A Brief History of Vanilla
Vanilla’s history as a flavoring dates back to the ancient Mayans, who used vanilla along with cacao and other spices to make a thick, frothy cocoa beverage. The wild orchids that produced the fruit we refer to as vanilla beans were eventually cultivated. By the time the Spanish conquistadors arrived, the vanilla crop was an integral part of the local economy.
The conquistadors introduced vanilla (and cacao) to Europe in the early 1500s. Ironically, for the next three hundred years, these beautiful orchids planted in gardens throughout England and France would not produce any fruit. Ultimately, it was discovered that Europe lacked the plant’s natural pollinator. To this day, hand pollination is required to grow vanilla beans.
Today, approximately 80 percent of the world's vanilla supply is grown in Madagascar, with additional sources of vanilla being Mexico and Tahiti.
How Vanilla Is Used Today
Vanilla is a highly versatile flavor that works well as a characterizing flavor and in pairings with other flavors—especially chocolate, coffee, maple, honey, and nuts. Besides sweet brown notes, vanilla can be used with fruit flavors like coconut, cherry, raspberry, and banana, as well as herbs and spices such as lavender and cardamom. A lesser-known use of vanilla is to enhance the flavor of meat and vegetable dishes, typically via sauces or seasonings.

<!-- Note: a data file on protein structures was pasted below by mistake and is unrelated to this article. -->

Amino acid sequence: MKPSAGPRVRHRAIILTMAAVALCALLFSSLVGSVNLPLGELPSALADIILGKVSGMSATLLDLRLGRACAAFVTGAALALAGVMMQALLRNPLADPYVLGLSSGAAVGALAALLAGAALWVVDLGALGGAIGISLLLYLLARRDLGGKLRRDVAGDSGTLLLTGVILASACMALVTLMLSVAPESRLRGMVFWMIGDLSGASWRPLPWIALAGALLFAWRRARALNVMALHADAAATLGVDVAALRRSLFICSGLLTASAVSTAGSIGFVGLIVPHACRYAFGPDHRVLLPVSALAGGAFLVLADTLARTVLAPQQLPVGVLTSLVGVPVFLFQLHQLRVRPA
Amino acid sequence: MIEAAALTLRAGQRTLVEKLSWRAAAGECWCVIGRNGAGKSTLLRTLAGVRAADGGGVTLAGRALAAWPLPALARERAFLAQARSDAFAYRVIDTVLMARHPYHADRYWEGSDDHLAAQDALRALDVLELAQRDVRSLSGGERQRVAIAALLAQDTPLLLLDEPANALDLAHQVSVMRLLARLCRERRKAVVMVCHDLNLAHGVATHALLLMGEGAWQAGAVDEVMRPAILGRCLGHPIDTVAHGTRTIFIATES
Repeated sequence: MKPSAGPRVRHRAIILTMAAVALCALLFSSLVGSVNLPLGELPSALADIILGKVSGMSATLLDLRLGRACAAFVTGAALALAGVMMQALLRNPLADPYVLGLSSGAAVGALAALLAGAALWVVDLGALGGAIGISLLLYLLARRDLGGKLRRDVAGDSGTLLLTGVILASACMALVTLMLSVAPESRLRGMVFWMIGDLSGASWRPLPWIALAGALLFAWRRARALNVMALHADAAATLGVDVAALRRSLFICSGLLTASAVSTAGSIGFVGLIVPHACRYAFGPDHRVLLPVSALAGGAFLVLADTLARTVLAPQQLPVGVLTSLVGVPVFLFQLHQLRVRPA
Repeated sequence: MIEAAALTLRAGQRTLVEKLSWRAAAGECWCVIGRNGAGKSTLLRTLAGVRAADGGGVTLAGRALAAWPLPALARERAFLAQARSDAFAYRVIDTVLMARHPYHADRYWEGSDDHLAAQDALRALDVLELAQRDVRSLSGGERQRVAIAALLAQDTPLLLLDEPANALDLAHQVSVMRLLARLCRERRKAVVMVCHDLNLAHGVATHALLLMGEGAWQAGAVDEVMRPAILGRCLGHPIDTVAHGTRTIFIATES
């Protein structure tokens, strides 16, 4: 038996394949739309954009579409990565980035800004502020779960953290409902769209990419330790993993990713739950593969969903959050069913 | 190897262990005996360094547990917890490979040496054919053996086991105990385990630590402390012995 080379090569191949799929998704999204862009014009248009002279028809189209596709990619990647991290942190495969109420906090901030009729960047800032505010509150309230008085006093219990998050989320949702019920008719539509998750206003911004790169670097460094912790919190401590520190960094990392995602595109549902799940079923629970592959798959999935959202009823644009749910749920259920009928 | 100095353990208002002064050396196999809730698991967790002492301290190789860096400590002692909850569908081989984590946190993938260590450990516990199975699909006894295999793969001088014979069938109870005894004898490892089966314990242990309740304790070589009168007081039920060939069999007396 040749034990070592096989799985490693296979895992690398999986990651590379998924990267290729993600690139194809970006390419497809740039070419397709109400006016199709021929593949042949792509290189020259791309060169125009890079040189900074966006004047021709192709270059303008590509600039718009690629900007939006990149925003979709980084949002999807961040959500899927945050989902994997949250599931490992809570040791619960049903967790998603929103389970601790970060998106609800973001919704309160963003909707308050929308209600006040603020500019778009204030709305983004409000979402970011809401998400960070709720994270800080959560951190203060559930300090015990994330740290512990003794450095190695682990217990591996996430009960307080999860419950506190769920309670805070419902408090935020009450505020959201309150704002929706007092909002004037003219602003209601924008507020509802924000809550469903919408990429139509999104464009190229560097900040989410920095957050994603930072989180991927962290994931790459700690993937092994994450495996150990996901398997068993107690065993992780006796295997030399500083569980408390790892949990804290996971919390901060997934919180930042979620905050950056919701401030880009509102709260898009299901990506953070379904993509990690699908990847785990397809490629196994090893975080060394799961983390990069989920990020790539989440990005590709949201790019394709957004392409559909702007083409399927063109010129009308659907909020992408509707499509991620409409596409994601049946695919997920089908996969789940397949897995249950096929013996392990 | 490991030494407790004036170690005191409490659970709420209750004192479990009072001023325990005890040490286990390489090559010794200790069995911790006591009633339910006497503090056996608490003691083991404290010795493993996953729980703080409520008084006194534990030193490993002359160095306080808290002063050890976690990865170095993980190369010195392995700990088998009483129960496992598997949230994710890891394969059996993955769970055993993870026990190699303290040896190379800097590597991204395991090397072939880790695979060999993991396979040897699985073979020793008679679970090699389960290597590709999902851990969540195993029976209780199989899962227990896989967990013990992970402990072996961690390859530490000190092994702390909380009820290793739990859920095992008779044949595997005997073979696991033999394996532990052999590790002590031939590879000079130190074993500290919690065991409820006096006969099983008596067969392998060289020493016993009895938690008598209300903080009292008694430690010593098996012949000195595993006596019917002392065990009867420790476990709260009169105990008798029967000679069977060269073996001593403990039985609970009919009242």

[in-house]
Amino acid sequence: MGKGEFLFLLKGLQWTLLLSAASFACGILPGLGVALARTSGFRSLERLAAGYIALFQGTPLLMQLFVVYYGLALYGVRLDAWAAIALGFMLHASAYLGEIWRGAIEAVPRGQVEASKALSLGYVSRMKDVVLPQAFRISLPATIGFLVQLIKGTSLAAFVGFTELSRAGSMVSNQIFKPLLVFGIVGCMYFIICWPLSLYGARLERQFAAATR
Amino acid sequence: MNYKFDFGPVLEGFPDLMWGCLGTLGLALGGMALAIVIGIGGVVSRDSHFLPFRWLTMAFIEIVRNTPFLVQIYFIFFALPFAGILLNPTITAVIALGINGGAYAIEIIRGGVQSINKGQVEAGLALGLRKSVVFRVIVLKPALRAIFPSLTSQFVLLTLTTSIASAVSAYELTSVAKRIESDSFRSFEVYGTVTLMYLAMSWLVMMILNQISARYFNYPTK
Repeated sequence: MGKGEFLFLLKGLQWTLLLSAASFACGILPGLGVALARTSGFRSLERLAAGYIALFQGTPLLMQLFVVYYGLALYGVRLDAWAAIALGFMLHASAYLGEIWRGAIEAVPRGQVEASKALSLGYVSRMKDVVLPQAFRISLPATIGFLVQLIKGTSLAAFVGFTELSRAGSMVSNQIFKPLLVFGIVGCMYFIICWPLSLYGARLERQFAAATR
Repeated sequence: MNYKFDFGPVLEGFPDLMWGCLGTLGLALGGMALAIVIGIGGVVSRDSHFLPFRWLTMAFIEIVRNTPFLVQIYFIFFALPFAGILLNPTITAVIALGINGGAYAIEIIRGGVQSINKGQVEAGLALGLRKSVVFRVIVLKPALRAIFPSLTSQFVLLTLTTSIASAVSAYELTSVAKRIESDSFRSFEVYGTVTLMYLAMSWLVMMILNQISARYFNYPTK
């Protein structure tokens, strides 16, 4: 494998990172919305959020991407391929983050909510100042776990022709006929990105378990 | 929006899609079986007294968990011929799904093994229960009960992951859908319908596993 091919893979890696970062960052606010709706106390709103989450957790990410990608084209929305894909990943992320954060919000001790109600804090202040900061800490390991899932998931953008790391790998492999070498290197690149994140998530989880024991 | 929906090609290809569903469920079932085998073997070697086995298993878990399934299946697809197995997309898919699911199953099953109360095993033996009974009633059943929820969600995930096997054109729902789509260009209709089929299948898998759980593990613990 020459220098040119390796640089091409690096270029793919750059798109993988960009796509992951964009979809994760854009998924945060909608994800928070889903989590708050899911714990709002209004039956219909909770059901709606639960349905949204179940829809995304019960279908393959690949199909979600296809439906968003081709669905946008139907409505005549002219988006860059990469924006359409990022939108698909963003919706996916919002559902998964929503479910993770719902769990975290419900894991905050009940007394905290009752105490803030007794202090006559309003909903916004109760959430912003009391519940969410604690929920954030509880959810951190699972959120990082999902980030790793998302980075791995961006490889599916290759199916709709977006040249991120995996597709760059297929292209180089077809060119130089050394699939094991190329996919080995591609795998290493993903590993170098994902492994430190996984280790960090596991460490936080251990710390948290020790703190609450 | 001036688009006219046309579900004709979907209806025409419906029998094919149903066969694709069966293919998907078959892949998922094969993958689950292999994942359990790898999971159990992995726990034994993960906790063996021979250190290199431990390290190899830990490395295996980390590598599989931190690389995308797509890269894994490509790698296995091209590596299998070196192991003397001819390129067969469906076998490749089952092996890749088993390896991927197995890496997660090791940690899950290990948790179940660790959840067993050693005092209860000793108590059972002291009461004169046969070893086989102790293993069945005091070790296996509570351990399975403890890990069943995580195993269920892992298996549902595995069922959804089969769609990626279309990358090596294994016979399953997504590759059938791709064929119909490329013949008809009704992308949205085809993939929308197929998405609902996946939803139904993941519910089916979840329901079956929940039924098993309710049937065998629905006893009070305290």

While dairy desserts, sweet baked goods, and beverages are some of the top applications for vanilla flavor, it can be found in a wide variety of products. Products that use vanilla flavor include:
- Ice cream, milkshakes, and whipped cream
- Plant-based milks and ice cream
- Yogurt and pudding
- Cakes and pastries
- Frosting, icing, and pastry fillings
- Breakfast cereals and snack bars
- Sports protein bars, powders, and RTD beverages
- Hot cocoa, teas, and coffees
- Soft drinks, energy drinks, and flavored waters
- Alcoholic beverages
- Tomato and barbecue sauces
- Meat rubs and seasonings